Purpose: This investigation examined the development of neuromuscular fatigue during a simulated soccer match incorporating a period of extra time (ET) and the reliability of these responses on repeated test occasions.
Methods: Ten male amateur football players completed a 120 min soccer match simulation (SMS). Before, at half time (HT), full time (FT), and following a period of ET, twitch responses to supramaximal femoral nerve and transcranial magnetic stimulation (TMS) were obtained from the knee-extensors to measure neuromuscular fatigue. Within 7 days of the first SMS, a second 120 min SMS was performed by eight of the original ten participants to assess the reliability of the fatigue response.
Results: At HT, FT, and ET, reductions in maximal voluntary force (MVC; -11, -20 and -27%, respectively, P ≤ 0.01), potentiated twitch force (-15, -23 and -23%, respectively, P < 0.05), voluntary activation (FT, -15 and ET, -18%, P ≤ 0.01), and voluntary activation measured with TMS (-11, -15 and -17%, respectively, P ≤ 0.01) were evident. The fatigue response was robust across both trials; the change in MVC at each time point demonstrated a good level of reliability (CV range 6-11%; ICC2,1 0.83-0.94), whilst the responses identified with motor nerve stimulation showed a moderate level of reliability (CV range 5-18%; ICC2,1 0.63-0.89) and the data obtained with motor cortex stimulation showed an excellent level of reliability (CV range 3-6%; ICC2,1 0.90-0.98).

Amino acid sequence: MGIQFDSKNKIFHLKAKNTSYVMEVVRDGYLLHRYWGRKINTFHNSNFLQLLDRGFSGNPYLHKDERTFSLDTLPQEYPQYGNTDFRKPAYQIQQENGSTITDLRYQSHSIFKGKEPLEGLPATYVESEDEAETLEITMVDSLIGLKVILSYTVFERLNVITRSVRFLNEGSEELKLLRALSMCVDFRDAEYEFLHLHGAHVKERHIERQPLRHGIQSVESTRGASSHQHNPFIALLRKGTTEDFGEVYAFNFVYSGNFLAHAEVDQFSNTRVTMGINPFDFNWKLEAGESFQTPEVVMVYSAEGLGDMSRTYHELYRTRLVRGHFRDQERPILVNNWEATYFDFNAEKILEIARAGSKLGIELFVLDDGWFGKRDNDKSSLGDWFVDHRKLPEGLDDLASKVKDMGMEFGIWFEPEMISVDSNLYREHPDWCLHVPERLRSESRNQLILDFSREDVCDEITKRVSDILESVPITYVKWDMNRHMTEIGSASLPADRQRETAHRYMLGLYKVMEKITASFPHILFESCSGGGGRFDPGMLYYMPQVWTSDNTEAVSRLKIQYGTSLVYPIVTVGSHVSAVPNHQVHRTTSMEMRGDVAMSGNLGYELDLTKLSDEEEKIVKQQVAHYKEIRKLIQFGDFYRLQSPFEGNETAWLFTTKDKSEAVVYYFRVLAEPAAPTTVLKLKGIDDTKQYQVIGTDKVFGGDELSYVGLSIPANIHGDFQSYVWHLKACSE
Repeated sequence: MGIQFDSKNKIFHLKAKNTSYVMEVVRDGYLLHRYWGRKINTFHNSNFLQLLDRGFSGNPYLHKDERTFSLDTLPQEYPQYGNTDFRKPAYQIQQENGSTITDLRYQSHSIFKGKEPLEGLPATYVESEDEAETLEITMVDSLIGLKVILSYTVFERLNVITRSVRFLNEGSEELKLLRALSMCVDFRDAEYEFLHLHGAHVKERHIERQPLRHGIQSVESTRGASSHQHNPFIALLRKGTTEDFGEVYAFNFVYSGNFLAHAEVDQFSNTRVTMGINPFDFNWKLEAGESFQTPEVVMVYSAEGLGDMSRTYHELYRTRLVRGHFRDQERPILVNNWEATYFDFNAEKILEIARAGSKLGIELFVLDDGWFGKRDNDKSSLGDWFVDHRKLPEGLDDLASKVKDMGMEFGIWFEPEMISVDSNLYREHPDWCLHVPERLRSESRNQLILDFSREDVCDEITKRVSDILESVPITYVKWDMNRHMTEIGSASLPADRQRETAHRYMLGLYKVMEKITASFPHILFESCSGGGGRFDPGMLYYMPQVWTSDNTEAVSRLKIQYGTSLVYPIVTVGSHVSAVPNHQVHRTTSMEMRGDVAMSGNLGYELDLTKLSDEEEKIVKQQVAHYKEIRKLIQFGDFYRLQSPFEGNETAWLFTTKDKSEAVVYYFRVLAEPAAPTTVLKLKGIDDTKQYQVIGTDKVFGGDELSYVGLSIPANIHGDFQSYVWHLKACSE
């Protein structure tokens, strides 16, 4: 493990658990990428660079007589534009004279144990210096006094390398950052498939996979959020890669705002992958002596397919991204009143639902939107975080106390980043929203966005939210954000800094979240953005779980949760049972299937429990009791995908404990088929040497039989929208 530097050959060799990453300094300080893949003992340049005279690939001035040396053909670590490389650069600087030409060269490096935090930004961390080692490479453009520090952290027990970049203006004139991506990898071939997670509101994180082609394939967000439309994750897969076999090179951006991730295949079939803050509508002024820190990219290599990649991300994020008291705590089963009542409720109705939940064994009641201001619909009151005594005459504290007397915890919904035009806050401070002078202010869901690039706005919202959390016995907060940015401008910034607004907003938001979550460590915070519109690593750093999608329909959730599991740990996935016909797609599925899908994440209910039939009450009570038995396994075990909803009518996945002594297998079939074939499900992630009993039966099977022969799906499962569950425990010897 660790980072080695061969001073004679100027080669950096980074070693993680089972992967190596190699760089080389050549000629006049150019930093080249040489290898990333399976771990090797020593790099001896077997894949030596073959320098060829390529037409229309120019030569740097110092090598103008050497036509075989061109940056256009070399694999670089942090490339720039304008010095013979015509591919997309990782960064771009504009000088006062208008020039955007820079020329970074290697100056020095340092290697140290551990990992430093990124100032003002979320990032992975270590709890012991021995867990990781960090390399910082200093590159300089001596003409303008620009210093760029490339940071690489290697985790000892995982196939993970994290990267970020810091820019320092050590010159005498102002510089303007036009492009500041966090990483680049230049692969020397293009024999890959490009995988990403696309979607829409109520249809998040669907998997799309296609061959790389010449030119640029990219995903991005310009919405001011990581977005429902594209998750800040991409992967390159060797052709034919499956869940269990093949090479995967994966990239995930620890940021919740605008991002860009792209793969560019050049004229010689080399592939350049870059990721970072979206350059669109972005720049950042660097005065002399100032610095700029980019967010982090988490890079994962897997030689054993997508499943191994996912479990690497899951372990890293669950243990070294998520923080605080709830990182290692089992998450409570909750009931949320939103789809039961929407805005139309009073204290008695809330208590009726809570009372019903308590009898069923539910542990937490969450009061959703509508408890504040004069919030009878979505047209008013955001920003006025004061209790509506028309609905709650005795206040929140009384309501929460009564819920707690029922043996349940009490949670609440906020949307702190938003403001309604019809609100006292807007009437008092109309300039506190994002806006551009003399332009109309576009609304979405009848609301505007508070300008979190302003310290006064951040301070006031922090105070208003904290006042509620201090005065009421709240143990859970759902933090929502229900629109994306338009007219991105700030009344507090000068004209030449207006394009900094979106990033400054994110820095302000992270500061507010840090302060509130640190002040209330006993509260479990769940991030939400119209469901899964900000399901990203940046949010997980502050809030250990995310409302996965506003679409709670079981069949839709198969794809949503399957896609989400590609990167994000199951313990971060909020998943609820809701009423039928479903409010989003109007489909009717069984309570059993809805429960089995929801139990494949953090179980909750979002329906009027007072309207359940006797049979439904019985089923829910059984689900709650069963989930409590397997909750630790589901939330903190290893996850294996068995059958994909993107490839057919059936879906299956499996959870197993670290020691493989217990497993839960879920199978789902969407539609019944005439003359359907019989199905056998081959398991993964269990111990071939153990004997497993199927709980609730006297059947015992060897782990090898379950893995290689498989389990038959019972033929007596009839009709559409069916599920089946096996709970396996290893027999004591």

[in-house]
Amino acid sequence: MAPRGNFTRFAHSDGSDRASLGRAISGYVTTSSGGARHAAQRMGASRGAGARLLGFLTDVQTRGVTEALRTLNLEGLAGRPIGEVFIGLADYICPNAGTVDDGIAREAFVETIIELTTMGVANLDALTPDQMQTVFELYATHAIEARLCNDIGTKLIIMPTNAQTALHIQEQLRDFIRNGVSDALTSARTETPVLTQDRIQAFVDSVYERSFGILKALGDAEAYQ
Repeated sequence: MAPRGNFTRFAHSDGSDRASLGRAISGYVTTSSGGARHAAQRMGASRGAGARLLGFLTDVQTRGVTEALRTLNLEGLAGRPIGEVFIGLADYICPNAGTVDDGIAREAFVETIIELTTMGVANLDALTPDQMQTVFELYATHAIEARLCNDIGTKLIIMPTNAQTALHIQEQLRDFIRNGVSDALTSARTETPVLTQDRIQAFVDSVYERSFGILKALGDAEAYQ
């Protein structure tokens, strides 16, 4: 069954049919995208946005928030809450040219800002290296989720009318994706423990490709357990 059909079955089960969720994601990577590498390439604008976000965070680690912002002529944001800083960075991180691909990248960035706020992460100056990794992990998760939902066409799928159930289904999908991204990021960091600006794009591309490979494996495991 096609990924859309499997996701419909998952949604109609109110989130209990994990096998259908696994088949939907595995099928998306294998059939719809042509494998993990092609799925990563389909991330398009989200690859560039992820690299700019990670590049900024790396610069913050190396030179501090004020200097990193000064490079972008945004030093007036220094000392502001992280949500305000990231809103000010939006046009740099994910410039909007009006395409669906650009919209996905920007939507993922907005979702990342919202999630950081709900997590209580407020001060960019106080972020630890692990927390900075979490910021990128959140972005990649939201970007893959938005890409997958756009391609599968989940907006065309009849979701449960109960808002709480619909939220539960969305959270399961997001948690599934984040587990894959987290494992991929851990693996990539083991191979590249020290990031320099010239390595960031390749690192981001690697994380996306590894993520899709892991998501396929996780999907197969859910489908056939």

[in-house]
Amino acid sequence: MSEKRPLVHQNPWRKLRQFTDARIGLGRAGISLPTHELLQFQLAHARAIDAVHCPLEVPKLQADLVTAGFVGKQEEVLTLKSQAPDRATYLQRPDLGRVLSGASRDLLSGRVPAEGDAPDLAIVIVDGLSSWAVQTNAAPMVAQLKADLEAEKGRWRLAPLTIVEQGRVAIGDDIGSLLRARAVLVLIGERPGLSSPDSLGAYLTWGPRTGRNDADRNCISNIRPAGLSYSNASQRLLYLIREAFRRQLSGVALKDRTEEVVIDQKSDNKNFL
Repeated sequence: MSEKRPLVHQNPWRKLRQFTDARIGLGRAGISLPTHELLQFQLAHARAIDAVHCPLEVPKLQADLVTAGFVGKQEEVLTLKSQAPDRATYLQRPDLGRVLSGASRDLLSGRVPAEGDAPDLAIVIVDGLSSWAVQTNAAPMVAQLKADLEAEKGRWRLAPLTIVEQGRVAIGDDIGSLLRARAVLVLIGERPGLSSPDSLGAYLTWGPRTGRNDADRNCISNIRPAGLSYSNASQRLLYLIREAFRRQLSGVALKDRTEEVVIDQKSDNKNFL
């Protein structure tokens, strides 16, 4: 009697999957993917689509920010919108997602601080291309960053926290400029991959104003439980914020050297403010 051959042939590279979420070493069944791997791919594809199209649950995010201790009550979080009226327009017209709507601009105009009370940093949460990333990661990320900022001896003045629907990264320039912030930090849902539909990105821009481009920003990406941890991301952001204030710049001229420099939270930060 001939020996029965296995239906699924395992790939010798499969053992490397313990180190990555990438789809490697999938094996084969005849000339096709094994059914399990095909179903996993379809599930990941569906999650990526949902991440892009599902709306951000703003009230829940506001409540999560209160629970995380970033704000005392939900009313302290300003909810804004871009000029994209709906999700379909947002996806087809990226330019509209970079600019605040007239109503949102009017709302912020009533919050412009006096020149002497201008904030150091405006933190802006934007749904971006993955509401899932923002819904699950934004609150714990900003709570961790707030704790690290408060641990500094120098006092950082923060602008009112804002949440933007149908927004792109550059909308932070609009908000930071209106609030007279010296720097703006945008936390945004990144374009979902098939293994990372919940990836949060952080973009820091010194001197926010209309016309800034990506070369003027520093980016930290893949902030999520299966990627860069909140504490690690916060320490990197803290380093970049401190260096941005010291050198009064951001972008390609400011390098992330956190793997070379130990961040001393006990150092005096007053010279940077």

Conclusion: Simulated soccer exercise induces a significant level of fatigue, which is consistent on repeat tests, and involves both central and peripheral mechanisms.
Keywords: Brain; Central nervous system; Intermittent exercise; Muscle; Performance.